Desolation is one of the most accessible–and popular–wilderness areas in California. The landscape, with it’s trail of clear glacial lakes, iconic granite slabs, thick twisted trees, and mercurial weather makes it a really special place. A world entirely blue and grey. You can really see why they call this the Crystal Range.
An slightly aimless (but totally necessary!) holiday
I’ve spent the last couple of weeks teetering on the edge of professional burn out. It’s not the job–I love the job!–its everything that surrounds it: the drama and the politics; the volume of work and the time constraints involved. Most of all, it’s the frustration that comes with witnessing the same mistakes over and over again, knowing the solution, and still feeling powerless to affect change.
So this Labor Day, I decided an extended break was in order. I spent a few days in the city with my partner as he prepared for a business trip. Then it was up to the Sierra foothills for a night to visit one of my best friends from childhood, who was on a rare sojourn to the West Coast with her kids. After that, I headed to mountains for a hike (more about that to follow). I finished out the week with a visit to my parents.
Day One in Desolation Wilderness: Echo Lake to Susie Lake
When I stopped by the Ranger Station in Placerville to pick up my permit, the ranger warned me that a tree-hang probably wasn’t the greatest idea. Apparently a couple of bears–either a pair, or a mother and a mature cub–have gotten very good at retrieving hanging bags and have even learned to wait until their taken down in the morning before stealing them. Desolation = Jellystone, apparently. Given that, I decided to take her up on the loan of a bear can for the trip.
I parked at the Echo Lake trail head and started out about noon. It was a gorgeous day, warm and beautiful, with a nice breeze. The first section is a relatively flat, running along the North side of Echo Lake. With all the holiday cabins along the shore, it’s almost like walking through a really nice neighborhood.
After Tamarack Lake, there’s a good long climb over trail covered in fist-sized hunks of granite. By the end, I was regretting my decision to carry the bear can, and wishing I owned trekking poles. I reached Susie Lake around 6:00, a total distance of about 10 miles. There, I set up camp in an established lake-side site and cooked up some pasta. I ate my dinner on a rock ledge, looking out at the incredible sunset, and working on a story.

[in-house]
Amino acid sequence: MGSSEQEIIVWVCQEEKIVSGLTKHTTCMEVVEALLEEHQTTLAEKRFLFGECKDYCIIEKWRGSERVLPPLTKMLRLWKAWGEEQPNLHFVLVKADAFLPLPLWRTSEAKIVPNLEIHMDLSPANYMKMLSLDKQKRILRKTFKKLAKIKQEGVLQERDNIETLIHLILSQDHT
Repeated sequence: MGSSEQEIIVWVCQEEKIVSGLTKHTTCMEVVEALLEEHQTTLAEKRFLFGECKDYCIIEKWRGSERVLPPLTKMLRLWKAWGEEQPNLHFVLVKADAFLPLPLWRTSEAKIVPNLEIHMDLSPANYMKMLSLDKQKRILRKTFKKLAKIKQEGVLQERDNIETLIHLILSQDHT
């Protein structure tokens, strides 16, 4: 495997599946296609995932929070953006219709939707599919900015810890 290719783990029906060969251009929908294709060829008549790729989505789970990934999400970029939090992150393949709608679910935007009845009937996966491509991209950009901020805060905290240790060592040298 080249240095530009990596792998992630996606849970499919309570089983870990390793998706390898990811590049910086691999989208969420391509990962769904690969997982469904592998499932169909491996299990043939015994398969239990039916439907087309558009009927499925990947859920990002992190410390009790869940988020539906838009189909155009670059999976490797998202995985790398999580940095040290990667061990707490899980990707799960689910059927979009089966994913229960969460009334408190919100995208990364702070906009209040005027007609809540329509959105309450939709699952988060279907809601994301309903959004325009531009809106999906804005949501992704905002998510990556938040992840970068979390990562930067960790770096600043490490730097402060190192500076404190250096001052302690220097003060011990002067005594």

A bad night
My original plan was a three-night lollipop loop hike, taking the Tahoe Rim Trail out and returning via the Rubicon Trail through Rockbound Valley. By the evening I was reconsidering. The food I’d eaten didn’t agree with me. I had an terrible pounding headache. I was exhausted, but I couldn’t sleep. Elevation sickness? I wondered. It didn’t seem possible. I grew up at 5,000 feet and I’ve skied and hiked at way higher elevations. Never had a problem. Around 2:00 am I finally broke down and took some ibuprofen, which helped a bit.
Day Two in Desolation Wilderness: Susie Lake to Lake Aloha
…and then back to Echo Lake again
The birds woke me at 6:00. I took another dose of painkillers for my ever-present headache and made the decision to scrap my plans, and make my leisurely way home. My new plan was to head for the South end of Lake Aloha about 5 miles away. There I’d swim and sun myself, read my book, and write in my notebook–which is exactly what I did.
Until the lightning started around 3:00. Also, the rain.
At that point, I looked into my soul, decided I didn’t really need to camp another night, and booked it out. The mostly down-hill hike was surprisingly easy and I found myself back at the car by 6:00 pm.
I felt a bit bad transforming my planned 34 mile loop into a 20 mile out-and-back. But after all–it was beautiful, I had a great time, and for me the camping bit is kind of incidental. It’s the hiking I really love. So: imperfect, but still okay.